The simulated storm structure and evolution differed significantly from that of classic supercells produced by idealized simulations. Several vertical vorticity and condensate maxima along the flanking line moved northward and merged into the mesocyclone at the northern end of the convective line during the bow echo transition. Vorticity budget calculations in the mesocyclone showed that vorticity advection from the flanking line into the mesocyclone was the largest positive vorticity tendency term just prior to and during the early phase of the transition in both the low- and midlevel mesocyclone, and remained a significant positive tendency in the midlevel mesocyclone throughout the bow echo transition. This indicates that the flanking line was a source of vertical vorticity for the mesocyclone, and may explain how the mesocyclone was maintained in the HP supercell even though it was completely embedded in heavy precipitation.

The simulated supercell also produced two weak tornadoes. The evolution of the simulated tornadoes and an analysis of the tornadogenesis process will be presented in Part II.

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Leigh Orf, Robert Wilhelmson, Bruce Lee, Catherine Finley, and Adam Houston

Abstract

Tornadoes are among nature’s most destructive forces. The most violent, long-lived tornadoes form within supercell thunderstorms. Tornadoes ranked EF4 and EF5 on the Enhanced Fujita scale that exhibit long paths are the least common but most damaging and deadly type of tornado. In this article we describe an ultra-high-resolution (30-m gridpoint spacing) simulation of a supercell that produces a long-track tornado that exhibits instantaneous near-surface storm-relative winds reaching as high as 143 m s−1. The computational framework that enables this work is described, including the Blue Waters supercomputer, the CM1 cloud model, a data management framework built around the HDF5 scientific data format, and the VisIt and Vapor visualization tools. We find that tornadogenesis occurs in concert with processes not clearly seen in previous supercell simulations, including the consolidation of numerous vortices and vorticity patches along the storm’s forward-flank downdraft boundary and the intensification of a feature we call a streamwise vorticity current (SVC), a current of horizontal vorticity that is tilted upward into the storm’s low-level mesocyclone. The SVC is found throughout the genesis and much of the maintenance phase of the tornado, where it appears to help drive the storm’s vigorous low-level updraft. We compare stages of the storm’s maintenance phase to observations. We find that tornado decay occurs rapidly throughout the depth of the tornado and is associated with a weakening of the SVC and the development of a strong rainy downdraft that encircles the tornado, which has moved rearward into the storm’s cold pool.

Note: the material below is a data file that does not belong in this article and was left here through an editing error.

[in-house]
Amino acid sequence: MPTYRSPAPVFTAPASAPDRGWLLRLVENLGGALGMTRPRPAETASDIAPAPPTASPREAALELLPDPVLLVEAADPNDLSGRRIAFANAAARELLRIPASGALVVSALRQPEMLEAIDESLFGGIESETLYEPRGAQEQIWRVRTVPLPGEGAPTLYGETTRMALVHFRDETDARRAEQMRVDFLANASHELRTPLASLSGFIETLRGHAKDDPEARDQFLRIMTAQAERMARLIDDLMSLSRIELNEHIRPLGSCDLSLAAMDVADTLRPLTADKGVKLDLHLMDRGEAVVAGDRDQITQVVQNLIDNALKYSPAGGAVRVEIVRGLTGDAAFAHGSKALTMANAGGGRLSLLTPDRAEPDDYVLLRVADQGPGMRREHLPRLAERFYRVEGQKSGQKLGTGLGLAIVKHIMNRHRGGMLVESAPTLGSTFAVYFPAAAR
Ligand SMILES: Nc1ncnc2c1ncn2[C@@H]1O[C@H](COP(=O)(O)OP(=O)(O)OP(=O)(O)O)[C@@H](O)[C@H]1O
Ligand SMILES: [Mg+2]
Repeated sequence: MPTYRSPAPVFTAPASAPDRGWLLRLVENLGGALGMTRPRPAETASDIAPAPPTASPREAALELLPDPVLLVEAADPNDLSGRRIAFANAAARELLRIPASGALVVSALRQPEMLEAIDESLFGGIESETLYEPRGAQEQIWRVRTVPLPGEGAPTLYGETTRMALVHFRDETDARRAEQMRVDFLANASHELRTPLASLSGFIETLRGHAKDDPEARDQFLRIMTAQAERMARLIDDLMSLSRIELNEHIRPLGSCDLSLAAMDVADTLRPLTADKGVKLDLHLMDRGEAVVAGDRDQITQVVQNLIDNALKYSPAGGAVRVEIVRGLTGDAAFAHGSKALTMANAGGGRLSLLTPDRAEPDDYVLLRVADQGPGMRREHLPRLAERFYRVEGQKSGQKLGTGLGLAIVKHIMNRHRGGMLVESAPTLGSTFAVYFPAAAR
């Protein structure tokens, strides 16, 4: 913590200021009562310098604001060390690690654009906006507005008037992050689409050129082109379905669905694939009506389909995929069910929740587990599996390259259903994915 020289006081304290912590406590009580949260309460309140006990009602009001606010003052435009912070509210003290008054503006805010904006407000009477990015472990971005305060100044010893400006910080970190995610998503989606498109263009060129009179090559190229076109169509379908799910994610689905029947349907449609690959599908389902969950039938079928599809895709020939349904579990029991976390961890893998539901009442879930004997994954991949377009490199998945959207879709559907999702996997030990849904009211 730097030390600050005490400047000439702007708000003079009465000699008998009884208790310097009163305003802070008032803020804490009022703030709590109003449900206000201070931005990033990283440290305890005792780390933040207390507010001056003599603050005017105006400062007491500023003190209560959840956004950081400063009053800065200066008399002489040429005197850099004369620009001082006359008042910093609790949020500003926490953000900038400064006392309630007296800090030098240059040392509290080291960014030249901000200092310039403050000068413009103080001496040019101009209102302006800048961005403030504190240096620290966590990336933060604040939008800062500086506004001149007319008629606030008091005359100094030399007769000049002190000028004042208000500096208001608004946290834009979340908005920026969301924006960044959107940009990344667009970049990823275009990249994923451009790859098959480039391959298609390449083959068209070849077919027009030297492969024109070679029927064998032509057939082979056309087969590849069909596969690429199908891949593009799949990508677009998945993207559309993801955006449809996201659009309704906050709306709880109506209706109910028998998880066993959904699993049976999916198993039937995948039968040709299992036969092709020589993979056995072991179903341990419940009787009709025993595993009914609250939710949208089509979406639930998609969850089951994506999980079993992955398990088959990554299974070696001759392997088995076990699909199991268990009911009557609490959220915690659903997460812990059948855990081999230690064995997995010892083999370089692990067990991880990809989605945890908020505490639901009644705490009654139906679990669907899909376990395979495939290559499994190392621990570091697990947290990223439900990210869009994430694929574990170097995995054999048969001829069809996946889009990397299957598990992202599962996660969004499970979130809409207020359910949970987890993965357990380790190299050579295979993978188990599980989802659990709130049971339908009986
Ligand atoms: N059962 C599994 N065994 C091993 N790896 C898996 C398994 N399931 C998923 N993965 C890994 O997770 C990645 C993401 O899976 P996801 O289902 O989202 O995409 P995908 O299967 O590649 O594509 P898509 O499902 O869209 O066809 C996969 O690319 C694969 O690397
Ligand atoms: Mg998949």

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Bruce D. Lee, Catherine A. Finley, and Christopher D. Karstens

Abstract

Mobile mesonet sampling in the hook echo/rear-flank downdraft (RFD) region of a tornadic supercell near Bowdle, South Dakota, provided the opportunity to examine RFD thermodynamic and kinematic attributes and evolution. Focused analysis of the fifth low-level mesocyclone cycle that produced two significant tornadoes including a violent tornado, revealed four RFD internal surge (RFDIS) events. RFDISs appeared to influence tornado development, intensity, and demise by altering the thermodynamic and kinematic character of the RFD region bounding the pretornadic and tornadic circulations. Significant tornadoes developed and matured when the RFD, modulated by internal surges, was kinematically strong, only weakly negatively buoyant, and very potentially buoyant. In contrast, the demise of the Bowdle tornado was concurrent with a much cooler RFDIS that replaced more buoyant and far more potentially buoyant RFD air near the tornado. This surge also likely contributed to a displacement of the tornado from the storm updraft. Development of the first tornado and rapid intensification of the Bowdle tornado occurred when an RFDIS boundary convergence zone interacted with the pretornadic and tornadic circulations, respectively. In the latter case, a strong vertical vortex sheet along an RFDIS boundary appeared to be a near-surface cyclonic vorticity source for the tornado. A downdraft closely bounding the right flank of the developing first tornado and intensifying Bowdle tornado provided some of the inflow to these circulations. For the Bowdle tornado, parcels were also streaming toward the tornado from its immediate east and northeast. A cyclonic–anticyclonic vortex couplet was observed during a portion of each significant tornado cycle.